Astronomy Picture Of the Day (APOD)A Big Cliff on Jupiter's Callisto
Callisto's surface is not without fault. In fact, an explorer crossing the surface of this large moon of Jupiter would need climbing equipment to pass this large, recently discovered fault. The above picture was released last week and was taken in November 1996 by the robot spacecraft Galileo currently orbiting Jupiter.
A Wind From The Sun
A wind from the Sun blows through our Solar System. The behaviour of comet tails as they flapped and waved in this interplanetary breeze gave astronomers the first hint of its existence. Streaming outward...
Betelgeuse, Betelgeuse, Betelgeuse
Betelgeuse (sounds a lot like "beetle juice"), a red supergiant star about 600 light years distant, is seen in this Hubble Space Telescope image -- the first direct picture of the surface of a star other than the Sun. A bright, as yet unexplained hotspot is revealed on its surface!
Shapley 1: An Annular Planetary Nebula
What happens when a star runs out of nuclear fuel? The center condenses into a white dwarf while the outer atmospheric layers are expelled into space and appear as a planetary nebula. This particular planetary nebula, designated Shapley 1 after the famous astronomer Harlow Shapley, has a very apparent annular ring like structure.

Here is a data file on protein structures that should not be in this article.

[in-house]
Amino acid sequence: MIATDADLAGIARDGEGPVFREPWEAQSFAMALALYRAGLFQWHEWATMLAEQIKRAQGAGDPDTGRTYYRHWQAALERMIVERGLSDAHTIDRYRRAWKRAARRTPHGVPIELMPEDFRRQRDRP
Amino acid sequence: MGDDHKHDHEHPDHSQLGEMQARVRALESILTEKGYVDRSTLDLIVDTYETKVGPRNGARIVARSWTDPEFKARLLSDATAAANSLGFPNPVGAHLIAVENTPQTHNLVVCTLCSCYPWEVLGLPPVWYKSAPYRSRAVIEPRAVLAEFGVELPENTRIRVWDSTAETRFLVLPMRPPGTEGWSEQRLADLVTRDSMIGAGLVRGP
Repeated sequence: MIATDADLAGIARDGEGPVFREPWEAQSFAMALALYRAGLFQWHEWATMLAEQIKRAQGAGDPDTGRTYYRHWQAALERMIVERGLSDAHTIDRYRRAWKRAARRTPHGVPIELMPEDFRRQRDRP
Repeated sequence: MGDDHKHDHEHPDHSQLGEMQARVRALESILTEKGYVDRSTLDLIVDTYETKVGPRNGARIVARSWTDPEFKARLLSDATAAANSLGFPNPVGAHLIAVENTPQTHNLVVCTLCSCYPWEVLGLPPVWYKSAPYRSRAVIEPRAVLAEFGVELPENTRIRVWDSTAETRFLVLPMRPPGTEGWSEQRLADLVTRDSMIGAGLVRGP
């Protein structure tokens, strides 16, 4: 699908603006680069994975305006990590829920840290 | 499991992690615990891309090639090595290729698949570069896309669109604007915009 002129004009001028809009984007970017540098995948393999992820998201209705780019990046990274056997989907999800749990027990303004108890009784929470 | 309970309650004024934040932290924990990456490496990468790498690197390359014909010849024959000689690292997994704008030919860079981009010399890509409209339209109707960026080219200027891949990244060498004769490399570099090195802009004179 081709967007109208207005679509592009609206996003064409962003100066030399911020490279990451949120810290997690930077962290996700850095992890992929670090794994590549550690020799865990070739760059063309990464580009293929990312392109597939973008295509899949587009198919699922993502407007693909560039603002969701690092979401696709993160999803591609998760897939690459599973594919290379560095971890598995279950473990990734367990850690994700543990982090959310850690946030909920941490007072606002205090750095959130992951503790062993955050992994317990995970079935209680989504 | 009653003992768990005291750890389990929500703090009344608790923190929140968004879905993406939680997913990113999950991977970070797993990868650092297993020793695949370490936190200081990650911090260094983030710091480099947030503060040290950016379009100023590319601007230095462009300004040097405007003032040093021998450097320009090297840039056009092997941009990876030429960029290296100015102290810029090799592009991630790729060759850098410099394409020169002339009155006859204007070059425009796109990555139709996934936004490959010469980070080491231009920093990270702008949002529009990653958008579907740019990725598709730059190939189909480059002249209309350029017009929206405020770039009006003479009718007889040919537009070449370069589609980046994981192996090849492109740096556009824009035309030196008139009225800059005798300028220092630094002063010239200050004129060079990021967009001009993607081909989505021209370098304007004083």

NGC 1818: A Young Globular Cluster
Globular clusters once ruled the Milky Way. Back in the old days, back when our Galaxy first formed, perhaps thousands of globular clusters roamed our Galaxy. Today, there are perhaps 200 left. Many globular clusters were destroyed over the eons by repeated fateful encounters with each other or the Galactic center.
More Jets from Comet Hale-Bopp
Comets become fountains of gas and dust as they get near the Sun. Solar heat vaporizes the outer layers of these spectacular orbiting icebergs, exposing caverns of pressurized gas that erupt into jets. The above digitally enhanced image of Comet Hale-Bopp was taken on January 29th and highlights several of these dust jets.
Comet Hale-Bopp Develops a Tail
Comet Hale-Bopp has quite a tail to tell already. This remarkable comet was first discovered in 1995, even before Comet Hyakutake. Since then, this erupting snowball continues to fall into our inner Solar System and is starting to put on quite a show.
Astronaut Carl Walz waves at his colleagues from the aft end of the Space Shuttle Discovery's payload bay - during a 1993 spacewalk to evaluate tools, tethers, and a foot restraint slated for use in the first Hubble Space Telescope servicing mission.
The Gamma Ray Moon
What if you could see gamma rays (photons with more than 40 million times the energy of visible light)? If you could, the Moon would appear brighter than the Sun! This startling notion...
The Deep Field
Galaxies like colorful pieces of candy fill the Hubble Deep Field - humanity's most distant yet optical view of the Universe. The dimmest, some as faint as 30th magnitude (about four billion times fainter...